THOMBY ROCK WELLS

The visitor driving out of St George along the Moonie Highway (towards Dalby) can see, approximately 37 km from town, a rock well which is typical of many such wells made by Aboriginal people for water storage when other water was not available. Closer to St George, Aboriginal people used to make circular fish traps of stones along the water courses. After heavy rain, when the high water levels receded, the fish would be ‘stranded’ in these constructed ‘ponds’ and easily caught for food.

Balonne River, Surat
Interprative River Signage, Surat

Interpretive signage at rock well on Moonie Highway, near St George

‚ÄčRock well on Moonie Highway near St George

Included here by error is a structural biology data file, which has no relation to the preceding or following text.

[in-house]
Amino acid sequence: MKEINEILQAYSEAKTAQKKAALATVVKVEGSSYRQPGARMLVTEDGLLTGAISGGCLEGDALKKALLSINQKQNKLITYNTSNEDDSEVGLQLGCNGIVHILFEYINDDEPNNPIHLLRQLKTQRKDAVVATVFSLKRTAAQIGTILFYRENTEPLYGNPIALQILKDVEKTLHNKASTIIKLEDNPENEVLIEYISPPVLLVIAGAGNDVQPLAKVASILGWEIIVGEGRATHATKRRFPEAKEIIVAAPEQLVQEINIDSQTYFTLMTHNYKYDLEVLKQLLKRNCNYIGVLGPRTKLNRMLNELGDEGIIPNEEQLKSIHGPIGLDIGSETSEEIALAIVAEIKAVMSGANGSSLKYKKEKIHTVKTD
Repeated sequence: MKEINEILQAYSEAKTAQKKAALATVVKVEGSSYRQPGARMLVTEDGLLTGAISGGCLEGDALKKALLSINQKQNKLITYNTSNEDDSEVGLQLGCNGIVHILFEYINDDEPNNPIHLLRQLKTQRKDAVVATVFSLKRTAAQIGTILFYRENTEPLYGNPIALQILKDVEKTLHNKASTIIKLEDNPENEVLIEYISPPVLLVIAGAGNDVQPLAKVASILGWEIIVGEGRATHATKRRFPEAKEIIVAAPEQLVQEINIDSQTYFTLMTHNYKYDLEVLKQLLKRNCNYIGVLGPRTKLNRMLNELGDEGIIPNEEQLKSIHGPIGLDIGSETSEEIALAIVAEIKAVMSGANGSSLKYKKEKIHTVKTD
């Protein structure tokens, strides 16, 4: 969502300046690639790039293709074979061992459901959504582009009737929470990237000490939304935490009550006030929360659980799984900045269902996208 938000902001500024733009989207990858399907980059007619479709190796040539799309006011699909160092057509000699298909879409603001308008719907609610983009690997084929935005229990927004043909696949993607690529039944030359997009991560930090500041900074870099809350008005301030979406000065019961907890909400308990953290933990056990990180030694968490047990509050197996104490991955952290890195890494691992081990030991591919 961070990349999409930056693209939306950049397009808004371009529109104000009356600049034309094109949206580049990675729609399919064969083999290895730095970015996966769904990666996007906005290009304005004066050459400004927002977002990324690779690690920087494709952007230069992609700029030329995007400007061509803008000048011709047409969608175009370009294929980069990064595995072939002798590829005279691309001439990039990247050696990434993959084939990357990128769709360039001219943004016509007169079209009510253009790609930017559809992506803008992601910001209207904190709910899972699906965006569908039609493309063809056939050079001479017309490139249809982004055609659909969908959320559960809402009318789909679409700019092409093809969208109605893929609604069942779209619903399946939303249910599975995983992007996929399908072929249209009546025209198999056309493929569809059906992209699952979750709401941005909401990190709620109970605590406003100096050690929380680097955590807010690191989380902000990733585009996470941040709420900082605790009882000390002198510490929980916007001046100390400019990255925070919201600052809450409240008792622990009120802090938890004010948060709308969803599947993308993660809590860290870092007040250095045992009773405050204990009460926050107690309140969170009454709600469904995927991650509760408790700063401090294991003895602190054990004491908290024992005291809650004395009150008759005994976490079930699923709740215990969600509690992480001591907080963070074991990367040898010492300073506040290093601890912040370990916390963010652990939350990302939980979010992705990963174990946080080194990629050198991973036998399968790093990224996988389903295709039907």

Another important fishing and duck-shooting place for Aboriginal people here was Lake Munya, a lagoon on a watercourse beside the Balonne River. However it was then approved as a flood zone ‘out-take’ for farmers to store and then take out water after heavy rain and use it for irrigation. The area is now flooded regularly and as a consequence there are no longer grassy banks for fishing, and a number of significant scarred trees have either died or been felled. There is regret among Aboriginal people that this beautiful area is no longer available to them.

Rock well on Moonie Highway near St George

Interpretive signage at rock well on Moonie Highway, near St George

Lake Munya in flood

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Lake Munya in flood as it appears today

We would like to acknowledge the Traditional Custodians of country throughout Australia and the areas in which we work. We recognise their continuing connection to land, water and community and pay our respect to the

Elders, past, present and future.

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